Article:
And that's an interesting question. I used to like Love, back when Hole was new and she was marrying Kurt Cobain. Since his suicide, her life has been a train wreck of drug abuse, affairs, failures, and some amazing successes as well. Her fame is more about the extremes she will go to in order to stay in the public eye.
She recently discussed her conversion to Buddhist meditation to help her kick her drug addictions. Maybe it will stick this time. Fans of her music can only hope.
Now this new book, which she calls a diary. Here is a bit from the Salon article:
Why we should care about Love's private thoughts given her blatant lust for publicity is the more pressing question that her book raises. There are several reasons Love is a touchstone: She calls herself a feminist when it is a label many women, famous or otherwise, do not wear proudly. But feminists are reluctant to champion her, as her choices have often been embarrassing -- or worse -- from playing Larry Flynt's wife in a controversial film to allegedly using drugs while pregnant with her daughter. Love also commits what amounts to a mortal sin by overestimating her own beauty, talent and achievements, believing utterly in herself in a culture where women's self-esteem is undermined at every turn. And then there are the lingering doubts that she earned that fame at all, having been married to a man more successful than she was, and having refused to fade away graciously after his death. Instead, she has held on even tighter, trying ever harder to prove her worth through her music, her film roles and now her book.
Love is adamant in her author's note about the fact that she "really hasn't written a book." She will find no argument here. This is a pastiche, an assemblage, the most Barthian of texts. Yet it is undeniably a reflection of Love's psyche, confirming that Love's allure lies in her glorious disarray. As they say in the South, she's a hot mess. She is not from the starlet factory where they mint Jojos and Rhiannas and other girls who can do that sweet-yet-sexy-yet-a-little-tough thing. She comes from an era when women played their own instruments and wrote their own songs, but she's not one of those Jewel-ish whiners or Sheryl Crow lite rockers. She's the real deal: a grungy girl punk rock star. And she can't quite shake that aura no matter how high her heels or how fancy her borrowed designer gowns.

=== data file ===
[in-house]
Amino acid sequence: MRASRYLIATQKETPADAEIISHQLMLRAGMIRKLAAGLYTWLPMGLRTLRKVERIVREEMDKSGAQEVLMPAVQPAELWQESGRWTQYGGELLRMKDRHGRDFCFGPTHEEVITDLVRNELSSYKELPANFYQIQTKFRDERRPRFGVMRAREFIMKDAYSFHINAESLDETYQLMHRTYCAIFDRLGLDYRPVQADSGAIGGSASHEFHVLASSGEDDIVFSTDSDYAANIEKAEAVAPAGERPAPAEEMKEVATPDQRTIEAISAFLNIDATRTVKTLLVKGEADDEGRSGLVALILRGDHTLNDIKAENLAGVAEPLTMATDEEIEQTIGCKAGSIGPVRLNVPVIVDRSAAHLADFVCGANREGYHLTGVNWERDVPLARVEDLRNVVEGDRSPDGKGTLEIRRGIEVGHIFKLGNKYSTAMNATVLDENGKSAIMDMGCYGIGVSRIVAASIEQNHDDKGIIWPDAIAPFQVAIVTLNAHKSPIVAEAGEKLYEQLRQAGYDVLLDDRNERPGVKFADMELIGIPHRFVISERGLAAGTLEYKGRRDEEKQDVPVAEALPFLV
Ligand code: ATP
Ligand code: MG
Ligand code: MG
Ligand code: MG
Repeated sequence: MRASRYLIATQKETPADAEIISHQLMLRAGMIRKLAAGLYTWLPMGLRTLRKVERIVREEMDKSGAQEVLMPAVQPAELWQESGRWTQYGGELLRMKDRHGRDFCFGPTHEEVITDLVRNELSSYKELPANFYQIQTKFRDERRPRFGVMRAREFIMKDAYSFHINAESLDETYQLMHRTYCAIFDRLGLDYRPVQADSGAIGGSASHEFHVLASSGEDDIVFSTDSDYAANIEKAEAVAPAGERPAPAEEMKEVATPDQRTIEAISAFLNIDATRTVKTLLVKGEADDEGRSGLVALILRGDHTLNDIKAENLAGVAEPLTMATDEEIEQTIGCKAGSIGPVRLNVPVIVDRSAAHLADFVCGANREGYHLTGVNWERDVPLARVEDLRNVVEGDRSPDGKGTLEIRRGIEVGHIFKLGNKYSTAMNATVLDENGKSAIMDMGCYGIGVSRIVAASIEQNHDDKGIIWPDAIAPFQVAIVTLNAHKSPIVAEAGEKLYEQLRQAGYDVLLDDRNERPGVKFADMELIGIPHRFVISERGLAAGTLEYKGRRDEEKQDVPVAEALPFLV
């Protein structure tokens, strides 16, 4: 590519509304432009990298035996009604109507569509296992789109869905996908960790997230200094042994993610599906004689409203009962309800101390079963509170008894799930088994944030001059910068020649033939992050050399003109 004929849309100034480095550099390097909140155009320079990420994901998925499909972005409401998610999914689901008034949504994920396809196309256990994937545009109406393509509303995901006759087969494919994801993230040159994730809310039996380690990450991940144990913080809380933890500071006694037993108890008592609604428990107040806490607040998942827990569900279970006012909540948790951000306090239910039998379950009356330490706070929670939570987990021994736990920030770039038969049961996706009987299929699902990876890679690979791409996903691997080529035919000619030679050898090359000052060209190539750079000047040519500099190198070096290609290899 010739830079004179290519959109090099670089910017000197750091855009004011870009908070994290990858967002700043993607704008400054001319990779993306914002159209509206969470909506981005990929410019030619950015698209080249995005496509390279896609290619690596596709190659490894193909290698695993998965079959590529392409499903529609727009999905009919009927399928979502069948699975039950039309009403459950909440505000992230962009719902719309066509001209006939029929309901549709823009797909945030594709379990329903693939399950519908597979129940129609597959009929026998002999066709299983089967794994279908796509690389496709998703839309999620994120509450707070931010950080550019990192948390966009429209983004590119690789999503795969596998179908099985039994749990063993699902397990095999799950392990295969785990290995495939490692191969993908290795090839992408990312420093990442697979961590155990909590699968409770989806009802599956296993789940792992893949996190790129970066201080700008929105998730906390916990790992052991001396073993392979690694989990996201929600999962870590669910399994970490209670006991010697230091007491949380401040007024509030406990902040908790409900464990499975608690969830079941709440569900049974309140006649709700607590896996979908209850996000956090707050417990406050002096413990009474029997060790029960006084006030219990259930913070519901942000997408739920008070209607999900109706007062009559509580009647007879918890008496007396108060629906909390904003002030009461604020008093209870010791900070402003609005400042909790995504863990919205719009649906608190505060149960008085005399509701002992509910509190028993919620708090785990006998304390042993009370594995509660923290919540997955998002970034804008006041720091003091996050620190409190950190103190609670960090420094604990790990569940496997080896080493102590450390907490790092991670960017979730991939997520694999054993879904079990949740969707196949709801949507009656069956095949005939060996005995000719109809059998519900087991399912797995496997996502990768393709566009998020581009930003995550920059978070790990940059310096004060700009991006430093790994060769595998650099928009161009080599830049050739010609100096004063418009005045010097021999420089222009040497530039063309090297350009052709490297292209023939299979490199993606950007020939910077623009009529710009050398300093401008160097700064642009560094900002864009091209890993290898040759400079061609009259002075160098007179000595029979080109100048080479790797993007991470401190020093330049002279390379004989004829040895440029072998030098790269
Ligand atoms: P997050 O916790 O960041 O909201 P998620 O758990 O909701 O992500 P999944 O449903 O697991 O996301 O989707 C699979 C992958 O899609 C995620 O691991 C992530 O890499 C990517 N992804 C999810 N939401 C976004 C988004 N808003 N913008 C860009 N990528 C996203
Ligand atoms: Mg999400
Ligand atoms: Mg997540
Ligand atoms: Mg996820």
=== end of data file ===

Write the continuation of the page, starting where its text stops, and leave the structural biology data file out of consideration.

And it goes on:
Read the whole article -- it's interesting.
Here's a clip of Hole live, singing "Awful" at the MTv Music Awards:
Whatever else she is, untalented isn't it. She was making music and rising in the punk scene long before she met and married Cobain.
The question that interests me is, how do we make sense of her self-destruction and self-promotion in the context of her career? Is that what it looks like to self-destruct in public and enjoy the exposure?
The Salon article looks at the feminism issue, which Love seems to be pushing with the authors she lined up to write commentaries on the book (the afterward is by Jennifer Baumgardner and Amy Richards, the authors of "Manifesta"). There have been other female artists in the last 20 years to do the whole punk ethos and still be successful musicians, but none have sought fame the way Love has.
So maybe that is why she is still famous and worth looking at. She obsessively creates her fame while at the same time being a victim of it. She shows us our darkest impulses and their consequences.
If we're lucky, she will stay clean this time and get back to what she does best -- making riot grrrl punk rock with a touch of self-consciousness.